Creating a multibillion dollar industry from scratch that is at the intersection of drug policy, medicine, real estate development, technology, agriculture and the Trump Administration is sure to get attention in Massachusetts. The Massachusetts Cannabis Control Commission (CCC) not only has to handle hot political topics, they have a broad range of issues to address, in a short time frame, and in a cultural environment that is always ready to bring scrutiny.
Over the next several months and for years after the CCC will set the framework for the local market of an industry that is growing, innovating and spreading across the country. The CCC will learn from other states and countries that have lifted the cannabis prohibition but will inevitably create a market unique to Massachusetts. With the cannabis industry’s introduction to scale in the state we will see retailers, cultivators, manufacturers and ancillary companies become significant employers, neighbors in our cities and towns and a part of our cultural and economic landscape.
The CCC commissioners have a multitude of decisions in front of them to make that will shape how cannabis businesses function, how consumers interact with these companies and how they will integrate in their communities. As established cannabis businesses introduce operations in the state or local entrepreneurs move to build successful brands in Massachusetts, beginning a relationship and providing input to the CCC and other officials will be critical. In this formative stage, the CCC will establish criteria for those seeking licenses and what the application process will look like. They will also set regulations and make policy decisions on a wide range of topics such as:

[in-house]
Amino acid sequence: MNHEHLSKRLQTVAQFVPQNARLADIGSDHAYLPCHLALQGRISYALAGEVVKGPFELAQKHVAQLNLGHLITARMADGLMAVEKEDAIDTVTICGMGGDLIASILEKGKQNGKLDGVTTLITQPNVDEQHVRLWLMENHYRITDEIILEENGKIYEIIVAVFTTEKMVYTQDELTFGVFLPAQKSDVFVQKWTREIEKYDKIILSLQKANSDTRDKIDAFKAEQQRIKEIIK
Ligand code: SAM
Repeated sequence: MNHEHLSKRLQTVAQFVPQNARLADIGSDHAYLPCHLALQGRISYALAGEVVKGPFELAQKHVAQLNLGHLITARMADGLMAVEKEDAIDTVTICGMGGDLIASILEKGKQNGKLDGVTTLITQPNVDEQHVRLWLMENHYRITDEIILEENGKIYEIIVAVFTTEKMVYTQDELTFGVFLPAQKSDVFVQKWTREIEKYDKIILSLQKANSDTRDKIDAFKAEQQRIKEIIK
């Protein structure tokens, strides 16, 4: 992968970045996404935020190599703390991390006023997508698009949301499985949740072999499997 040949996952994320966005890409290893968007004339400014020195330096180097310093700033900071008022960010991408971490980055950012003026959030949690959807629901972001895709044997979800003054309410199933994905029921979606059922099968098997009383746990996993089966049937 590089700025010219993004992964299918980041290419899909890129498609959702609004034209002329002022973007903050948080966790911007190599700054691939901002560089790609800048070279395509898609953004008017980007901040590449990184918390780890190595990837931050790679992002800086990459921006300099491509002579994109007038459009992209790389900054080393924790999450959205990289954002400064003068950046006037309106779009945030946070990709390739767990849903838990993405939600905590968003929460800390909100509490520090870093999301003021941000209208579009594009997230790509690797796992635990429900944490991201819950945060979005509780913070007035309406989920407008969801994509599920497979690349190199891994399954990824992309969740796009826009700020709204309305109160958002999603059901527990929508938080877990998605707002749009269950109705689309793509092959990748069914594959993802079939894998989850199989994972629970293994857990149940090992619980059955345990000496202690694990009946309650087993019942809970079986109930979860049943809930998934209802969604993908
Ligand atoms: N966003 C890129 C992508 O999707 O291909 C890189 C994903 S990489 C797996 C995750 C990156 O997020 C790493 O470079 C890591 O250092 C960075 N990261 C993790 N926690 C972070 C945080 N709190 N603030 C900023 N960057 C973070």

- Cultivation, seed to sale tracking, craft cultivation
- Manufacturing Edibles, Extraction
- Product testing and lab standards
- Potency/Serving size
- Advertising rules and restrictions
- Social Consumption
- Integration of Medical Marijuana
- Social Justice issues
The CCC has a full plate and is receiving input from a wide variety of sources. As a political entity, commissioners are looking for information they can trust and partners they know can deliver in what will be a highly competitive and closely watched process.
Over the last month, the CCC members have met several times, set initial operational goals and taken steps to put interview and hire for the important role of an executive director responsible for building the new regulatory agency. Commissioners have agreed to divide and research administrative and policy topics to inform the body. The CCC website has upcoming meeting dates and commissioners will be holding listening sessions across the state to solicit input from a broad geographic audience over the next month. The CCC is not yet fully funded but will evolve into a robust regulatory body in order to meet its oversight obligations. Additionally, the 25 member CCC advisory board, comprised of a cross section of industry representatives and other related stakeholders meets today to begin their role as a resource to the CCC and a voice for interested parties.
The real estate development obstacles that cannabis businesses face are, perhaps, the most troublesome challenges for the nascent industry. Real estate in Massachusetts is expensive, stock suitable for this use is limited, and our zoning laws and municipal processes will pose complicated political obstacles, especially at the local level. As with the establishment of medical marijuana in Massachusetts, effectively communicating the planned development, partnering with the community and building relationships with local and state officials will be the only way to open an ideally situated cannabis business in Massachusetts. The expansion of the cannabis industry in the state will bring revenue, economic development in rapid fashion, the CCC and municipal officials need to hear from stakeholders during this formative time to make sure their decisions reflect the intent of the statute and the best interests of the Commonwealth.